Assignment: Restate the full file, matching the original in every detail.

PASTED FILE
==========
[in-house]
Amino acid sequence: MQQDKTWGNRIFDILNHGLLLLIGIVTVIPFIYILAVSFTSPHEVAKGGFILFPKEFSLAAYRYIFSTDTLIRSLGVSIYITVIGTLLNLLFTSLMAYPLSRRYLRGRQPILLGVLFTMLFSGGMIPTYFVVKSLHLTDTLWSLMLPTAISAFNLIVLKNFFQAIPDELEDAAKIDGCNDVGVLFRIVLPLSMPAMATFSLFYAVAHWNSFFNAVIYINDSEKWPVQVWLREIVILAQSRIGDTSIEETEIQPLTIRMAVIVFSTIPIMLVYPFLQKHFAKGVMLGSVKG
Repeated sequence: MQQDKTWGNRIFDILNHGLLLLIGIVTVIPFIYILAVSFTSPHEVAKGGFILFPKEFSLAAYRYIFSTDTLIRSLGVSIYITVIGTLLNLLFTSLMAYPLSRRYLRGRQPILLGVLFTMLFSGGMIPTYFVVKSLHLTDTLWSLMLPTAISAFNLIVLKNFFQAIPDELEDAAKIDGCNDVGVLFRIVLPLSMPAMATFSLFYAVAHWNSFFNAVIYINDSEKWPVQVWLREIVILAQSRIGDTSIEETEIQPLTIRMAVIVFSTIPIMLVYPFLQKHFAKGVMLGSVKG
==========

[in-house]
Amino acid sequence: MQQDKTWGNRIFDILNHGLLLLIGIVTVIPFIYILAVSFTSPHEVAKGGFILFPKEFSLAAYRYIFSTDTLIRSLGVSIYITVIGTLLNLLFTSLMAYPLSRRYLRGRQPILLGVLFTMLFSGGMIPTYFVVKSLHLTDTLWSLMLPTAISAFNLIVLKNFFQAIPDELEDAAKIDGCNDVGVLFRIVLPLSMPAMATFSLFYAVAHWNSFFNAVIYINDSEKWPVQVWLREIVILAQSRIGDTSIEETEIQPLTIRMAVIVFSTIPIMLVYPFLQKHFAKGVMLGSVKG
Repeated sequence: MQQDKTWGNRIFDILNHGLLLLIGIVTVIPFIYILAVSFTSPHEVAKGGFILFPKEFSLAAYRYIFSTDTLIRSLGVSIYITVIGTLLNLLFTSLMAYPLSRRYLRGRQPILLGVLFTMLFSGGMIPTYFVVKSLHLTDTLWSLMLPTAISAFNLIVLKNFFQAIPDELEDAAKIDGCNDVGVLFRIVLPLSMPAMATFSLFYAVAHWNSFFNAVIYINDSEKWPVQVWLREIVILAQSRIGDTSIEETEIQPLTIRMAVIVFSTIPIMLVYPFLQKHFAKGVMLGSVKG